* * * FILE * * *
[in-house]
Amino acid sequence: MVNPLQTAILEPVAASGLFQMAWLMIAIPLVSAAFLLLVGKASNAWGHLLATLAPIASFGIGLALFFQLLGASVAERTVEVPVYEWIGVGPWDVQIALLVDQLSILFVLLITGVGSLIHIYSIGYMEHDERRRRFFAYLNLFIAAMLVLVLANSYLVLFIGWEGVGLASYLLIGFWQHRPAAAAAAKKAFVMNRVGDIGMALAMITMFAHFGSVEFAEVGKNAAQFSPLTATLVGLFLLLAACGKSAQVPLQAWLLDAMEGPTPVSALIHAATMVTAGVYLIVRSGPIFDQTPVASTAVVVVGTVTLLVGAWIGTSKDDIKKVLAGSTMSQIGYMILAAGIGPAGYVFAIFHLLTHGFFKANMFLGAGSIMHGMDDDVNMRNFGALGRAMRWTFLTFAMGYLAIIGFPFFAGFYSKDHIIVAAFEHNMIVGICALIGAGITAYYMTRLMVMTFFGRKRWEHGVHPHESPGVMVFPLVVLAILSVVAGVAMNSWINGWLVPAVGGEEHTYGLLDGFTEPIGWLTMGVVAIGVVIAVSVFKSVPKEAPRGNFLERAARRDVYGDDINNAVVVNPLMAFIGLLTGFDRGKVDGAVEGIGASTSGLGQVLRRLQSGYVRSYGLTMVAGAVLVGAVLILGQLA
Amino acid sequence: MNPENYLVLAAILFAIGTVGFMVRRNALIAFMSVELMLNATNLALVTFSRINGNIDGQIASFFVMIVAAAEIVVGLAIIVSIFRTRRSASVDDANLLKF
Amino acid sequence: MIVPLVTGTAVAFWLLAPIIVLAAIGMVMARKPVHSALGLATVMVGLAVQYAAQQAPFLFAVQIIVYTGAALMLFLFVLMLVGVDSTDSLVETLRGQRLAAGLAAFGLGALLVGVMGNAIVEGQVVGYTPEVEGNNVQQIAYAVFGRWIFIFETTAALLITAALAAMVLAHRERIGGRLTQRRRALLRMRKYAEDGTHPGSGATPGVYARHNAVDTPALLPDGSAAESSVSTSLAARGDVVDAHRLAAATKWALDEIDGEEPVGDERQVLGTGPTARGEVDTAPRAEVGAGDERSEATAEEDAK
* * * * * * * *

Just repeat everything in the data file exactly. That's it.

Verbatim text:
[in-house]
Amino acid sequence: MVNPLQTAILEPVAASGLFQMAWLMIAIPLVSAAFLLLVGKASNAWGHLLATLAPIASFGIGLALFFQLLGASVAERTVEVPVYEWIGVGPWDVQIALLVDQLSILFVLLITGVGSLIHIYSIGYMEHDERRRRFFAYLNLFIAAMLVLVLANSYLVLFIGWEGVGLASYLLIGFWQHRPAAAAAAKKAFVMNRVGDIGMALAMITMFAHFGSVEFAEVGKNAAQFSPLTATLVGLFLLLAACGKSAQVPLQAWLLDAMEGPTPVSALIHAATMVTAGVYLIVRSGPIFDQTPVASTAVVVVGTVTLLVGAWIGTSKDDIKKVLAGSTMSQIGYMILAAGIGPAGYVFAIFHLLTHGFFKANMFLGAGSIMHGMDDDVNMRNFGALGRAMRWTFLTFAMGYLAIIGFPFFAGFYSKDHIIVAAFEHNMIVGICALIGAGITAYYMTRLMVMTFFGRKRWEHGVHPHESPGVMVFPLVVLAILSVVAGVAMNSWINGWLVPAVGGEEHTYGLLDGFTEPIGWLTMGVVAIGVVIAVSVFKSVPKEAPRGNFLERAARRDVYGDDINNAVVVNPLMAFIGLLTGFDRGKVDGAVEGIGASTSGLGQVLRRLQSGYVRSYGLTMVAGAVLVGAVLILGQLA
Amino acid sequence: MNPENYLVLAAILFAIGTVGFMVRRNALIAFMSVELMLNATNLALVTFSRINGNIDGQIASFFVMIVAAAEIVVGLAIIVSIFRTRRSASVDDANLLKF
Amino acid sequence: MIVPLVTGTAVAFWLLAPIIVLAAIGMVMARKPVHSALGLATVMVGLAVQYAAQQAPFLFAVQIIVYTGAALMLFLFVLMLVGVDSTDSLVETLRGQRLAAGLAAFGLGALLVGVMGNAIVEGQVVGYTPEVEGNNVQQIAYAVFGRWIFIFETTAALLITAALAAMVLAHRERIGGRLTQRRRALLRMRKYAEDGTHPGSGATPGVYARHNAVDTPALLPDGSAAESSVSTSLAARGDVVDAHRLAAATKWALDEIDGEEPVGDERQVLGTGPTARGEVDTAPRAEVGAGDERSEATAEEDAK